Cycling: The sixth stage of the Tour de Suisse presented a more demanding profile than the previous two days. The teams of climbers tried to put the overall leader Tony Martin (Omega Pharma-QuickStep) under pressure.
However, the start of the almost 195-kilometer stage from Büren to Delémont was determined by a four-man lead group. Vladimir Isaichev (Katusha), Michael Albasini (Orica-GreenEdge), Jacopo Guarnieri (Astana) and Jacobus Venter (MTN-Qhubeka) experienced a lead of over four minutes over the first two mountains classifications.
However, this began to drop drastically about 40 kilometers from the finish at the Col de Rangiers. Alone, Albasini, who was able to break away from his comrades-in-arms, tried to defend himself against the field led by Sky. But after 140 kilometers at the front, his escape was over.
A few kilometers later, Warren Barguil (Giant-Shimano) attacked together with Björn Thurau (Europcar), who wanted to score points for the mountains classification in order to defend his lead in this classification. But the field did not rest. Both were put back under Sky's tempo dictate.
BMC also joined the lead on the final climb of the day. However, it was the IAM team around Mathias Frank that finally set the tone on the nearly three-kilometer Le Rond-Pré. A kilometer from the top of the pass, the Swiss finally fled. He was followed by Peter Sagan (Cannondale), who was even able to break away easily. However, he was followed by a strong group that included Martin, Sergio Henao (Sky), Thibaut Pinot (FDJ.fr) and reigning XC World Champion Nino Schurter (Orica-GreenEdge).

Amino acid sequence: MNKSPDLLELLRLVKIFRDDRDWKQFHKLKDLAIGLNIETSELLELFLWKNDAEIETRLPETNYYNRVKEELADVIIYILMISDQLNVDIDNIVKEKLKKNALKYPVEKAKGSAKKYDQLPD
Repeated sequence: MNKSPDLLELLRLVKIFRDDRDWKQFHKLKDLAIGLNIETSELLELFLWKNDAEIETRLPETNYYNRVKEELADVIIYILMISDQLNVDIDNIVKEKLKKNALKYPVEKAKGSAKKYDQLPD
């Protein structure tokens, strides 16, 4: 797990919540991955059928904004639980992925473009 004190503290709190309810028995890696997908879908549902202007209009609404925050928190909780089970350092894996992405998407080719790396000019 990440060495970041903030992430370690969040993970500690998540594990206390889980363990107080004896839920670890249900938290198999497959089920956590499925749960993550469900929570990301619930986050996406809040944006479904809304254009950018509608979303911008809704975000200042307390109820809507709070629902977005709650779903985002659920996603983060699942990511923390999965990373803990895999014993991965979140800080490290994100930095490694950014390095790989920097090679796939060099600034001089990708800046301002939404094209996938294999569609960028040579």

Together the group took the descent to Delémont. Until Sagan worked out a small lead. The Slovakian, who is known as a good downhill skier, finally got support from Marcus Burghardt (BMC). The Zschopauer also introduced Georg Preidler (Giant-Shimano) to Sagan. But the advance was not blamed for luck.
With two kilometers to go, Martin led the field past Sagan's group. And made sure that the top of the field divided. Six riders were able to break away easily. Among them Matteo Trentin, who sprinted to victory from his captain's rear wheel. Second was Daniele Bennati (Tinkoff-Saxo), who relegated Francesco Gavazzi (Astana) and Ben Swift (Sky) to third and fourth place respectively. Sagan ended up fifth.
Tony Martin is the leader in tomorrow's individual time trial. His advantage over Tom Dumoulin (Giant-Shimano) is six seconds. Peter Sagan follows in third place, ten seconds behind.